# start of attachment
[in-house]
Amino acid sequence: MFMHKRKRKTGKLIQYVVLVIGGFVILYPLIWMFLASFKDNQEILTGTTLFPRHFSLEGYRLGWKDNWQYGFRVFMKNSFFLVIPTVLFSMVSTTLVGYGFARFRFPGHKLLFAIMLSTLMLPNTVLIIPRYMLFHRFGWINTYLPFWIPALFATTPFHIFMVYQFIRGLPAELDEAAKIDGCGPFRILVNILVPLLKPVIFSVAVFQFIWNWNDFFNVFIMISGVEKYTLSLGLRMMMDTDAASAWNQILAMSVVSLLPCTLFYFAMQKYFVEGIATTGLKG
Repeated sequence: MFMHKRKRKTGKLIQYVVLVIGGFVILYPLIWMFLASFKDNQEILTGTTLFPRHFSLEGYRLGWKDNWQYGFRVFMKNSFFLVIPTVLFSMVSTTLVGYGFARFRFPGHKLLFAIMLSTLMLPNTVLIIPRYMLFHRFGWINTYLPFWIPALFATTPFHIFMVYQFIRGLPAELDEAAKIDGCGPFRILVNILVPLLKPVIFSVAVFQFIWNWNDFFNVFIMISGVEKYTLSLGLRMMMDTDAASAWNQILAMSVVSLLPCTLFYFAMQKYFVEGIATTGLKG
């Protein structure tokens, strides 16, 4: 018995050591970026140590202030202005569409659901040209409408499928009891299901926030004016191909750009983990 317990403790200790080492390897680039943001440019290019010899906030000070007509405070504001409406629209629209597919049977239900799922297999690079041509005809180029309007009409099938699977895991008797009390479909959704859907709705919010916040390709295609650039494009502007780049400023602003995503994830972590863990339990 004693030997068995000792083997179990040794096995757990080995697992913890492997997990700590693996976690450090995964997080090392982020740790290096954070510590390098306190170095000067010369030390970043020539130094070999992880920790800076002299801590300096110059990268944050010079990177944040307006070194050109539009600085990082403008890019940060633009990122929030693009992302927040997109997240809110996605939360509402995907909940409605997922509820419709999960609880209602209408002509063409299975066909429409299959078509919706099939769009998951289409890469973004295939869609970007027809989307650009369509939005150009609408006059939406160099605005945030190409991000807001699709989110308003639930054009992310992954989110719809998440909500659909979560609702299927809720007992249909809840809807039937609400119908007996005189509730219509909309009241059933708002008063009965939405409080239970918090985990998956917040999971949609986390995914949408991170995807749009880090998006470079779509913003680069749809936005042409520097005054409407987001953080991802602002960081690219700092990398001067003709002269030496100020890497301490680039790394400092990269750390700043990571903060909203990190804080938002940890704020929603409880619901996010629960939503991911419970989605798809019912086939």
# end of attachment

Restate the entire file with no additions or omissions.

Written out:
[in-house]
Amino acid sequence: MFMHKRKRKTGKLIQYVVLVIGGFVILYPLIWMFLASFKDNQEILTGTTLFPRHFSLEGYRLGWKDNWQYGFRVFMKNSFFLVIPTVLFSMVSTTLVGYGFARFRFPGHKLLFAIMLSTLMLPNTVLIIPRYMLFHRFGWINTYLPFWIPALFATTPFHIFMVYQFIRGLPAELDEAAKIDGCGPFRILVNILVPLLKPVIFSVAVFQFIWNWNDFFNVFIMISGVEKYTLSLGLRMMMDTDAASAWNQILAMSVVSLLPCTLFYFAMQKYFVEGIATTGLKG
Repeated sequence: MFMHKRKRKTGKLIQYVVLVIGGFVILYPLIWMFLASFKDNQEILTGTTLFPRHFSLEGYRLGWKDNWQYGFRVFMKNSFFLVIPTVLFSMVSTTLVGYGFARFRFPGHKLLFAIMLSTLMLPNTVLIIPRYMLFHRFGWINTYLPFWIPALFATTPFHIFMVYQFIRGLPAELDEAAKIDGCGPFRILVNILVPLLKPVIFSVAVFQFIWNWNDFFNVFIMISGVEKYTLSLGLRMMMDTDAASAWNQILAMSVVSLLPCTLFYFAMQKYFVEGIATTGLKG
């Protein structure tokens, strides 16, 4: 018995050591970026140590202030202005569409659901040209409408499928009891299901926030004016191909750009983990 317990403790200790080492390897680039943001440019290019010899906030000070007509405070504001409406629209629209597919049977239900799922297999690079041509005809180029309007009409099938699977895991008797009390479909959704859907709705919010916040390709295609650039494009502007780049400023602003995503994830972590863990339990 004693030997068995000792083997179990040794096995757990080995697992913890492997997990700590693996976690450090995964997080090392982020740790290096954070510590390098306190170095000067010369030390970043020539130094070999992880920790800076002299801590300096110059990268944050010079990177944040307006070194050109539009600085990082403008890019940060633009990122929030693009992302927040997109997240809110996605939360509402995907909940409605997922509820419709999960609880209602209408002509063409299975066909429409299959078509919706099939769009998951289409890469973004295939869609970007027809989307650009369509939005150009609408006059939406160099605005945030190409991000807001699709989110308003639930054009992310992954989110719809998440909500659909979560609702299927809720007992249909809840809807039937609400119908007996005189509730219509909309009241059933708002008063009965939405409080239970918090985990998956917040999971949609986390995914949408991170995807749009880090998006470079779509913003680069749809936005042409520097005054409407987001953080991802602002960081690219700092990398001067003709002269030496100020890497301490680039790394400092990269750390700043990571903060909203990190804080938002940890704020929603409880619901996010629960939503991911419970989605798809019912086939």